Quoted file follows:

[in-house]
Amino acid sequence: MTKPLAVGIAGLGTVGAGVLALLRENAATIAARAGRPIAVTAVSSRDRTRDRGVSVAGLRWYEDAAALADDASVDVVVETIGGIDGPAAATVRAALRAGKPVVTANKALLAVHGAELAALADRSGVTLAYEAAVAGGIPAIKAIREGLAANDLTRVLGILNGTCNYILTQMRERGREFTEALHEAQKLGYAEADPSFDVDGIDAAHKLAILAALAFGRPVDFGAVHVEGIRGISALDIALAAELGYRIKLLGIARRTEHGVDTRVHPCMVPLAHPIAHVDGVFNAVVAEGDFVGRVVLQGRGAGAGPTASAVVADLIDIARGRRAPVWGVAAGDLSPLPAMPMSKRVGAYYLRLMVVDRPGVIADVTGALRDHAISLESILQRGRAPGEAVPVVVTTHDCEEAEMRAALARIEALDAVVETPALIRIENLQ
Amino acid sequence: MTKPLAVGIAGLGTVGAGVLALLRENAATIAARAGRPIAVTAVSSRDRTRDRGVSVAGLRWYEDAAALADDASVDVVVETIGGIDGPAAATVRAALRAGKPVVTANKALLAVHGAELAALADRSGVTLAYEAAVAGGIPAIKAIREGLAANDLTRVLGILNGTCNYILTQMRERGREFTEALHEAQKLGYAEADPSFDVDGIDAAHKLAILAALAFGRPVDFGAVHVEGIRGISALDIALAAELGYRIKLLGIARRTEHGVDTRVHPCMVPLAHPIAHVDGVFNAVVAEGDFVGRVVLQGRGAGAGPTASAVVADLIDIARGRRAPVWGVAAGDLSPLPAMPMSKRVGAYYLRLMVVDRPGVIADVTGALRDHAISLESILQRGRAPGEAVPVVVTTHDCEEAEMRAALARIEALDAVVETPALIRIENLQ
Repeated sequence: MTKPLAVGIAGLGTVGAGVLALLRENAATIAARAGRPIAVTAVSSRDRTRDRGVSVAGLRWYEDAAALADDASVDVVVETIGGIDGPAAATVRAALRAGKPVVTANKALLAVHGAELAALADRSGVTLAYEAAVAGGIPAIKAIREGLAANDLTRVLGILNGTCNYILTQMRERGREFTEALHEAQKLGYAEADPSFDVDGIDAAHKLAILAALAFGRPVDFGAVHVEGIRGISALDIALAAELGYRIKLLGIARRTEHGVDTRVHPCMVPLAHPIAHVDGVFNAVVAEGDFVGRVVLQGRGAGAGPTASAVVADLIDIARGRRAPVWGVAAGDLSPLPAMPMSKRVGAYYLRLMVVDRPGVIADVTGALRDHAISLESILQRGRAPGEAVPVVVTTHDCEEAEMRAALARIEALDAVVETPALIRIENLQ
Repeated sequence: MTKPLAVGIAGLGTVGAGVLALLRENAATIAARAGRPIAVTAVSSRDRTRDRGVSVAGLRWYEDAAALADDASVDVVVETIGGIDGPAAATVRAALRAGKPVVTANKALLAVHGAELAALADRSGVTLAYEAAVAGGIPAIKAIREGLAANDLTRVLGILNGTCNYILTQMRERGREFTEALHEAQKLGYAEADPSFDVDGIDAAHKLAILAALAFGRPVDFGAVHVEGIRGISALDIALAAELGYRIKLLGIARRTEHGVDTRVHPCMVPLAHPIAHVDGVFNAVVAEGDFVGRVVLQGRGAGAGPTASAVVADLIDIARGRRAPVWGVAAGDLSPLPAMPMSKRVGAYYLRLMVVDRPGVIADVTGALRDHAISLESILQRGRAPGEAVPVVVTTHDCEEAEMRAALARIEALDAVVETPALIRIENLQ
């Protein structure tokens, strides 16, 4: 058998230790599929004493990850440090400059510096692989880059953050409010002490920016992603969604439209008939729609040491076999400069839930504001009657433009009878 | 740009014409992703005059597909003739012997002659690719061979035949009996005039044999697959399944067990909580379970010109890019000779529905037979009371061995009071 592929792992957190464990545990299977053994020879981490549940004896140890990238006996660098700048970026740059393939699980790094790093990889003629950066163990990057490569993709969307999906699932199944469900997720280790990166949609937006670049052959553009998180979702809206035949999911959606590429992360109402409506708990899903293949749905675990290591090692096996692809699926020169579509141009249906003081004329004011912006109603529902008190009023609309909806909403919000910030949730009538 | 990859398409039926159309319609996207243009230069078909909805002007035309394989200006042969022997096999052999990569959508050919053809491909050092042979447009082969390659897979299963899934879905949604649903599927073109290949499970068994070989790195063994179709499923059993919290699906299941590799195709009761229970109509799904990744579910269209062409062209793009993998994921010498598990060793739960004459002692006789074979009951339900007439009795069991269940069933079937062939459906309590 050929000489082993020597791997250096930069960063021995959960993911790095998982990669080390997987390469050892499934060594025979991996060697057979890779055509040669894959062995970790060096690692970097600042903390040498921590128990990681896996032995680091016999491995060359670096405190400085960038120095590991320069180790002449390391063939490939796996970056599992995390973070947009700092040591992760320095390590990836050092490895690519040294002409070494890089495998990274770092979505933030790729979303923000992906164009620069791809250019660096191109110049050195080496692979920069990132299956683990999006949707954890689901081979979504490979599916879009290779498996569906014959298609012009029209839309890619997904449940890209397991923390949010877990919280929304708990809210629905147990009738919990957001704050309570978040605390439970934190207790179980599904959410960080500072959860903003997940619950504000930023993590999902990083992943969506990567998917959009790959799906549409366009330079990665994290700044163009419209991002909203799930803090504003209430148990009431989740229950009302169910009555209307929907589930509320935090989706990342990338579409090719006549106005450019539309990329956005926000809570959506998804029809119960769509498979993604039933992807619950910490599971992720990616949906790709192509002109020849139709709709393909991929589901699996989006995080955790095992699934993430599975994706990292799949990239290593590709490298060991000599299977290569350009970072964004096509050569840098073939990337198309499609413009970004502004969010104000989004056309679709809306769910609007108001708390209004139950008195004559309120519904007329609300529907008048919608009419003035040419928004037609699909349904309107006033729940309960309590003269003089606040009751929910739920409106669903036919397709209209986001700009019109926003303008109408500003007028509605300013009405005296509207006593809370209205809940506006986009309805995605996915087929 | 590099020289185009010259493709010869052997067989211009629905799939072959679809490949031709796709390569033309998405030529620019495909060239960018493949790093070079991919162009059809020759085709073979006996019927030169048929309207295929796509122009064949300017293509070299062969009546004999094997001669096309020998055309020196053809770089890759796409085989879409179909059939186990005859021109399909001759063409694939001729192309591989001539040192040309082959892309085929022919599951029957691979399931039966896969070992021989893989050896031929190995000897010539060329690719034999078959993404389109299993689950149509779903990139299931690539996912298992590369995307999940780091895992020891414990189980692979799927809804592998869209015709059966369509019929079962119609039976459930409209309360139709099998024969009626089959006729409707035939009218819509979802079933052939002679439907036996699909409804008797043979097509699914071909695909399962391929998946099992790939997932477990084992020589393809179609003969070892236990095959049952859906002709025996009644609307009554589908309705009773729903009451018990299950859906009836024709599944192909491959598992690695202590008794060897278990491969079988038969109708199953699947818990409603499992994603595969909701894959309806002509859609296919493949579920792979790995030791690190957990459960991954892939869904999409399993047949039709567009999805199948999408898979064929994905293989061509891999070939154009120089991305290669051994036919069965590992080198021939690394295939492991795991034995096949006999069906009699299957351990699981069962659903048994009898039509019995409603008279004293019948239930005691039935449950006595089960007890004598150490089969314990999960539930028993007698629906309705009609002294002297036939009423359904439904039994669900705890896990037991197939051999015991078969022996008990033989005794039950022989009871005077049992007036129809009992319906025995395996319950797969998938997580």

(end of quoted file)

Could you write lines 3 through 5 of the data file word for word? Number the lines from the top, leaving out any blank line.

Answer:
Amino acid sequence: MTKPLAVGIAGLGTVGAGVLALLRENAATIAARAGRPIAVTAVSSRDRTRDRGVSVAGLRWYEDAAALADDASVDVVVETIGGIDGPAAATVRAALRAGKPVVTANKALLAVHGAELAALADRSGVTLAYEAAVAGGIPAIKAIREGLAANDLTRVLGILNGTCNYILTQMRERGREFTEALHEAQKLGYAEADPSFDVDGIDAAHKLAILAALAFGRPVDFGAVHVEGIRGISALDIALAAELGYRIKLLGIARRTEHGVDTRVHPCMVPLAHPIAHVDGVFNAVVAEGDFVGRVVLQGRGAGAGPTASAVVADLIDIARGRRAPVWGVAAGDLSPLPAMPMSKRVGAYYLRLMVVDRPGVIADVTGALRDHAISLESILQRGRAPGEAVPVVVTTHDCEEAEMRAALARIEALDAVVETPALIRIENLQ
Repeated sequence: MTKPLAVGIAGLGTVGAGVLALLRENAATIAARAGRPIAVTAVSSRDRTRDRGVSVAGLRWYEDAAALADDASVDVVVETIGGIDGPAAATVRAALRAGKPVVTANKALLAVHGAELAALADRSGVTLAYEAAVAGGIPAIKAIREGLAANDLTRVLGILNGTCNYILTQMRERGREFTEALHEAQKLGYAEADPSFDVDGIDAAHKLAILAALAFGRPVDFGAVHVEGIRGISALDIALAAELGYRIKLLGIARRTEHGVDTRVHPCMVPLAHPIAHVDGVFNAVVAEGDFVGRVVLQGRGAGAGPTASAVVADLIDIARGRRAPVWGVAAGDLSPLPAMPMSKRVGAYYLRLMVVDRPGVIADVTGALRDHAISLESILQRGRAPGEAVPVVVTTHDCEEAEMRAALARIEALDAVVETPALIRIENLQ
Repeated sequence: MTKPLAVGIAGLGTVGAGVLALLRENAATIAARAGRPIAVTAVSSRDRTRDRGVSVAGLRWYEDAAALADDASVDVVVETIGGIDGPAAATVRAALRAGKPVVTANKALLAVHGAELAALADRSGVTLAYEAAVAGGIPAIKAIREGLAANDLTRVLGILNGTCNYILTQMRERGREFTEALHEAQKLGYAEADPSFDVDGIDAAHKLAILAALAFGRPVDFGAVHVEGIRGISALDIALAAELGYRIKLLGIARRTEHGVDTRVHPCMVPLAHPIAHVDGVFNAVVAEGDFVGRVVLQGRGAGAGPTASAVVADLIDIARGRRAPVWGVAAGDLSPLPAMPMSKRVGAYYLRLMVVDRPGVIADVTGALRDHAISLESILQRGRAPGEAVPVVVTTHDCEEAEMRAALARIEALDAVVETPALIRIENLQ